Russia's State Duma CIS Affairs Committee denied previous reports on creation of "anti-colour revolutionary council"
Russia\'s State Duma CIS Affairs Committee denied previous reports on creation of \"anti-colour revolutionary council\" (Reuters) Reuters

The head of Russia's State Duma affairs committee has retracted announcements on the creation of a counter-revolutionary watchdog or "anti-colour revolution council", calling it a complete nonsense.

Leonid Slutsky denied reports that a council to study threats to Russia was being set up by the committee to monitor mass rallies. But he admitted a council was being created that would be "an expert advisory board for the committee, not a council on the dangers and challenges in fighting the 'orange' threat".

The colour revolutions refer to the insurgencies that took place in several former Soviet states at the turn of the century.

The Russian daily Kommersant newspaper cited an unnamed source inside the committee as saying that the council's role would be to investigate the role of foreign non-government organisations in fuelling local revolutions, the role of new technologies and social media in the organisation of protests and the influence of the blogsphere on the masses.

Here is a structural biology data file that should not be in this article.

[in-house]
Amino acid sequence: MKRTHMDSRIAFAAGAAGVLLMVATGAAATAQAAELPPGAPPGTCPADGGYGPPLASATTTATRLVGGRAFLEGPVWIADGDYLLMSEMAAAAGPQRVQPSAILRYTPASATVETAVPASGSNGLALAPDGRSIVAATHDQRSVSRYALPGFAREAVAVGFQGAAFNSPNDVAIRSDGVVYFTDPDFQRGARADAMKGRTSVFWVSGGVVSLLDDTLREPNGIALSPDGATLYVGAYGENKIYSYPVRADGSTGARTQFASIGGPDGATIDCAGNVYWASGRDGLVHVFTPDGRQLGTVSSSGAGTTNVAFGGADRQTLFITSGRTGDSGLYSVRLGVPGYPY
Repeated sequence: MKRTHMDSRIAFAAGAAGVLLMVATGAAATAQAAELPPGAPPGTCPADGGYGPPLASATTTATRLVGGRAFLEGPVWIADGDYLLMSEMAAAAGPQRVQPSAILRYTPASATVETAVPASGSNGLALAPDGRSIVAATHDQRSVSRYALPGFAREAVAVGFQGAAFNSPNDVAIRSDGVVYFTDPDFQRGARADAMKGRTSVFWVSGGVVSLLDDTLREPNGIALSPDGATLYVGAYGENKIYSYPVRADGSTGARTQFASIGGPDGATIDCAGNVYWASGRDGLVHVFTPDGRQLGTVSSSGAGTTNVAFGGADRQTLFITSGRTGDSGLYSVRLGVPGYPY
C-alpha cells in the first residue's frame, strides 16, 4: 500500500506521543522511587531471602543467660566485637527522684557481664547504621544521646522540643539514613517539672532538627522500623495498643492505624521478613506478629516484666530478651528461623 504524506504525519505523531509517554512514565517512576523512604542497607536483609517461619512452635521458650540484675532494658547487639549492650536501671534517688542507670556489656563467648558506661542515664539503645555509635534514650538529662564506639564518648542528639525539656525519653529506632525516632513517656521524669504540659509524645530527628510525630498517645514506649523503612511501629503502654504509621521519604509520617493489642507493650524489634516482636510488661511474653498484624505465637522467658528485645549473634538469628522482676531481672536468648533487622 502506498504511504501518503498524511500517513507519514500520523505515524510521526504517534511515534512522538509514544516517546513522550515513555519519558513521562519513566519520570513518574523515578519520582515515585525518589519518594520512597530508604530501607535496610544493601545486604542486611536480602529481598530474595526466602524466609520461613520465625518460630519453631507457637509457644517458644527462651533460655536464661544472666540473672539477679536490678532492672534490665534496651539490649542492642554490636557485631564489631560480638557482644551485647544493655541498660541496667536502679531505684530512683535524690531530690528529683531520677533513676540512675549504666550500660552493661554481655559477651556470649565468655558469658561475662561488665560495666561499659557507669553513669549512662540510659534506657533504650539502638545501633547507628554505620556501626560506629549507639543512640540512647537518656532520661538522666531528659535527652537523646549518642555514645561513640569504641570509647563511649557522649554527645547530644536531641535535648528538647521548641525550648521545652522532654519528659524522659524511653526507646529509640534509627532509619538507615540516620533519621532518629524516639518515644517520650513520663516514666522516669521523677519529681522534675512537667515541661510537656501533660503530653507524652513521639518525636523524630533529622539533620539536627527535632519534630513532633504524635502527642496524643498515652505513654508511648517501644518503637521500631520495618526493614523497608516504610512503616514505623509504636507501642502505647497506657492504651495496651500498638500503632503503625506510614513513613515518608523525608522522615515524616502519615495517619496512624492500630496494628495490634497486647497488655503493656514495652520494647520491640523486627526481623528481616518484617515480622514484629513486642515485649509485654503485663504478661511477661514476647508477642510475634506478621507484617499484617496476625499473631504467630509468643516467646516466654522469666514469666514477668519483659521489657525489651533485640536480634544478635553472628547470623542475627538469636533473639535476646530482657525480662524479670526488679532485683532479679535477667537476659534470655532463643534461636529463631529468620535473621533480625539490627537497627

The possibility of a counter-revolutionary council was initially confirmed by the state news agency, Ria Novosti, on its website, which quoted Slutsky's deputy, Tatyana Moskalkova, as saying that the council would study the use of information technology in revolutionary movements in Russia.

"It is impossible to build a security belt for the whole former Soviet Union region with [only] one country," Moskalkova said.

She later withdrew her statements, saying there was no plan to create an "anti-colour revolution council".

"Initiatives about the creation of a council have never been stated and this issue [anti-colour revolutions] is not lawmakers' responsibility," Moskalkova said.

Konstantin Zatulin, a former member of the Duma CIS Affairs Committee, claimed that the idea of fighting revolutions was obsolete within the Duma since the break up of the Soviet Union.

Following disputed elections in Georgia, the Kmara civic resistance movement led the Rose Revolution, which toppled former president Eduard Shevardnadze and replaced him with Mikhail Saakashvili.

The Orange Revolution in Ukraine received major media coverage after the second round of the presidential election in 2004 was annulled. Viktor Yushchenko won the second round and became president, defeating Viktor Yanukovych.

The violent uprising in Kyrgyzstan, dubbed the Tulip Revolution, was supported by youth resistance movement KelKel and led to the overthrow of president Askar Akayev after parliamentary elections in 2005.